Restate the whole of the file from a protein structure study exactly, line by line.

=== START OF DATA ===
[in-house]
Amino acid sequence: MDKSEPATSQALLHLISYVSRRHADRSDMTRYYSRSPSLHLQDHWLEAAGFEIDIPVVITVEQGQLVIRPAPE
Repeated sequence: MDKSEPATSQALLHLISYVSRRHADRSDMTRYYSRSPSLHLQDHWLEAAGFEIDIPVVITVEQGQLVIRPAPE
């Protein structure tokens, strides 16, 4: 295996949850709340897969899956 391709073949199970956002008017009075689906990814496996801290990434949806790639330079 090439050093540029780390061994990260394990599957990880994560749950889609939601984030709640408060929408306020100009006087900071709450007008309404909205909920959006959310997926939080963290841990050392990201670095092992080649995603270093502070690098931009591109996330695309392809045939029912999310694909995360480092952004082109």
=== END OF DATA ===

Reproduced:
[in-house]
Amino acid sequence: MDKSEPATSQALLHLISYVSRRHADRSDMTRYYSRSPSLHLQDHWLEAAGFEIDIPVVITVEQGQLVIRPAPE
Repeated sequence: MDKSEPATSQALLHLISYVSRRHADRSDMTRYYSRSPSLHLQDHWLEAAGFEIDIPVVITVEQGQLVIRPAPE
């Protein structure tokens, strides 16, 4: 295996949850709340897969899956 391709073949199970956002008017009075689906990814496996801290990434949806790639330079 090439050093540029780390061994990260394990599957990880994560749950889609939601984030709640408060929408306020100009006087900071709450007008309404909205909920959006959310997926939080963290841990050392990201670095092992080649995603270093502070690098931009591109996330695309392809045939029912999310694909995360480092952004082109």